Q - Should commit to security plan to address terrorism concerns (Page 3)

A -  All major universities, including Cornell, take security very seriously. Given our existing presence in NYC, we are familiar with some of the challenges of balancing the needs for security, with the desire for an open campus in the City. We have already begun planning and we will work with the appropriate experts and agencies on security issues.

Q - Should use barges. Barging is preferable, could expand to include ferry service and construction of permanent dock; explore ferry service as mitigation for traffic impacts; RIOC completed a ferry study (Page 4)

A - Cornell presented our work to date on barging to the community on 11/26/12. As indicated at that meeting there are several options that look promising and we are continuing the analysis as well as meeting with appropriate agencies to discuss the feasibility of the various options.

While the Cornell project is not dependent on ferry service, we agree that ferry service would be great for the island and therefore would like to work with other owners and stakeholders to achieve this goal.

As we continue to explore barging we will look for opportunities to utilize those facilities for passenger service. Currently our analysis shows that barging requires a set-up very different than passenger-oriented infrastructure, but we will continue to look for synergies.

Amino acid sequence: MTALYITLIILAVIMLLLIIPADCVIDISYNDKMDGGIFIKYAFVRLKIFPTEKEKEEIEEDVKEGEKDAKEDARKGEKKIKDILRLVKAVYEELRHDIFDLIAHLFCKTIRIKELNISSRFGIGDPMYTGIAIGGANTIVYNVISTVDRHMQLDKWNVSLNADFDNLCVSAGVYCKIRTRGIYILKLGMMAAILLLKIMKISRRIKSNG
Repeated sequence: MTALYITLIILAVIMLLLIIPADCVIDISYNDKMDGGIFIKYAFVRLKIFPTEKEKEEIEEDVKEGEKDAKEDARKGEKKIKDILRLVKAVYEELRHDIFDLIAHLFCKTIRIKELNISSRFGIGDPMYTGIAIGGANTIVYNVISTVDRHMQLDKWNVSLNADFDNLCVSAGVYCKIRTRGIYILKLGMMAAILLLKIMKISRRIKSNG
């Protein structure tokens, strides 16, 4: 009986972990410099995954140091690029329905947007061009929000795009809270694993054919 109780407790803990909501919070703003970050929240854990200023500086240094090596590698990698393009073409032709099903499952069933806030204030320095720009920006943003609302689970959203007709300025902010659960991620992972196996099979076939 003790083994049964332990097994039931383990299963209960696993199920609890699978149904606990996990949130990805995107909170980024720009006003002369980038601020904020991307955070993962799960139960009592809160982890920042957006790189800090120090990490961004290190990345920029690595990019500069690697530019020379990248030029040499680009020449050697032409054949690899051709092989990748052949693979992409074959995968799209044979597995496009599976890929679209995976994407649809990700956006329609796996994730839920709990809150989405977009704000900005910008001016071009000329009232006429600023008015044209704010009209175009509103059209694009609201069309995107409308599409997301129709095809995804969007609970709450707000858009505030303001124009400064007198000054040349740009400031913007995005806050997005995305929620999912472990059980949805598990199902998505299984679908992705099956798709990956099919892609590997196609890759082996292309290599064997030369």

Q - 50% of materials should be locally sourced (within 100 miles of site) (Page 6)

A - We are committed that our campus will be a minimum of LEED-silver. LEED provides credit for materials sources within a 500-mile radius (which for NYC includes a lot of water!), and all of our past LEED projects have achieved this LEED objective. We typically encourage both architects and contractors to help in achieving this goal – architects by specifying materials that can be supplied locally/regionally, and contractors by including local suppliers in the bid process. To achieve one LEED credit point, 10% (by cost) of the total materials have to be locally sourced and manufactured. To achieve two, 20% is the goal. We typically achieve both points as there is enough regional manufacturing to allow this without cost impact.

Q - Will Cornell be making concrete on site? ( Page 6)

A - Although we are reviewing the possibility, it is unlikely there will be a concrete batch plant on site. Extended permitting periods, environmental impacts (control of truck wash out, noise and dust, etc.) and the delivery of raw materials (gravel, portland cement, chemical additives) are all factors that are significant obstacles to making a plant a reality.

Q - Will Cornell help with the cost of the seawall that we all need to keep the Island intact and safe during storm surges? (Page 7)

A - We will not own nor control any portion of the promenade or seawall. The best protection against storm surges is raising the level of the site, as we are planning to do. To the extent that a barging plan impacts the seawall, we would make any necessary repairs at that location.

Q - Provide pedestrian access to 59th St. bridge (Page 8)

A - We think it is a great idea and are happy to initiate a study to examine the feasibility of pedestrian access to the 59th Street Bridge. However, construction of such a facility would be a significant capital investment beyond the scope of the Cornell campus.

Q - Disabled community is well respected on island and Cornell should make provisions for disabled, e.g. priority on buses (Page 8)

A - The Cornell campus is being designed in recognition of the needs of the disabled community and will be fully accessible.